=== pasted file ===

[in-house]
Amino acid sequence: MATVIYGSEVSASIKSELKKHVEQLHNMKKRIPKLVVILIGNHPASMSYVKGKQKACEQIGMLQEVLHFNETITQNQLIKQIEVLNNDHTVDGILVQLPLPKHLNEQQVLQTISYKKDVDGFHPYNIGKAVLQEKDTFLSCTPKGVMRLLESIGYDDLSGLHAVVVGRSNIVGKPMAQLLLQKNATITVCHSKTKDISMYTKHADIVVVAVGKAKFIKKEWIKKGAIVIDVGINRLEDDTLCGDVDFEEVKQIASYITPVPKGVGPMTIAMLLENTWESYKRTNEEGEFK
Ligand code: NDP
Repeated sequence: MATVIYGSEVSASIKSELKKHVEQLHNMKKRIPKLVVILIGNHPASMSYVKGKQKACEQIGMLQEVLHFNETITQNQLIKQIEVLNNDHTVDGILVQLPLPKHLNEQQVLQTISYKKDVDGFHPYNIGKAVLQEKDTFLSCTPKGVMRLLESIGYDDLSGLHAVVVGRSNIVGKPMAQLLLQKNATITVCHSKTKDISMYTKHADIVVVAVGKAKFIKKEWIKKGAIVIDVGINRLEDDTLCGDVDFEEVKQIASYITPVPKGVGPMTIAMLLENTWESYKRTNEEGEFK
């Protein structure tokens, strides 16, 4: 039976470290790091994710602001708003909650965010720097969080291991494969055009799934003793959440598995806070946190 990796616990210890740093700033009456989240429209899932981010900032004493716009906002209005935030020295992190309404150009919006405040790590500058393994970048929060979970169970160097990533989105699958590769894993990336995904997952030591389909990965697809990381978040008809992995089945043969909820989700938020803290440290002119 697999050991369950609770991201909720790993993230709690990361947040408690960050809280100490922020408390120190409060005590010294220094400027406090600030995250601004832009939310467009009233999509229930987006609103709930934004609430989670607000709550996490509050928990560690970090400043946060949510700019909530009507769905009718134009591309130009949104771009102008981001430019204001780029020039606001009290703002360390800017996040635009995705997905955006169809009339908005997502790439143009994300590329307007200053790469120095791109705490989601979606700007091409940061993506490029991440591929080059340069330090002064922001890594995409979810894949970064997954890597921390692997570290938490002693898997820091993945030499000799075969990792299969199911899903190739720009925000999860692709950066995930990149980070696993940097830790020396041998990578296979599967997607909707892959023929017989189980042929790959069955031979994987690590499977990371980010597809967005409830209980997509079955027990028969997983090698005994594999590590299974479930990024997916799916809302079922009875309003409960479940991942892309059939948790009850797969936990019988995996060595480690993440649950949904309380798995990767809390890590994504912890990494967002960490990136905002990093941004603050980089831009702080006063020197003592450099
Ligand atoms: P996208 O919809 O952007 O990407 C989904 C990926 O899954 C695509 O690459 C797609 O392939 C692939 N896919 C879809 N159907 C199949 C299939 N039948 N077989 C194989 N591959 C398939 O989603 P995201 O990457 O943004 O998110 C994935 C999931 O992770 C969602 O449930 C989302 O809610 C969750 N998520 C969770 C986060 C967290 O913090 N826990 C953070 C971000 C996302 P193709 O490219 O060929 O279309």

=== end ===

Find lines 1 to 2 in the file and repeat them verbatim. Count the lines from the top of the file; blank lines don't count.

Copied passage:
[in-house]
Amino acid sequence: MATVIYGSEVSASIKSELKKHVEQLHNMKKRIPKLVVILIGNHPASMSYVKGKQKACEQIGMLQEVLHFNETITQNQLIKQIEVLNNDHTVDGILVQLPLPKHLNEQQVLQTISYKKDVDGFHPYNIGKAVLQEKDTFLSCTPKGVMRLLESIGYDDLSGLHAVVVGRSNIVGKPMAQLLLQKNATITVCHSKTKDISMYTKHADIVVVAVGKAKFIKKEWIKKGAIVIDVGINRLEDDTLCGDVDFEEVKQIASYITPVPKGVGPMTIAMLLENTWESYKRTNEEGEFK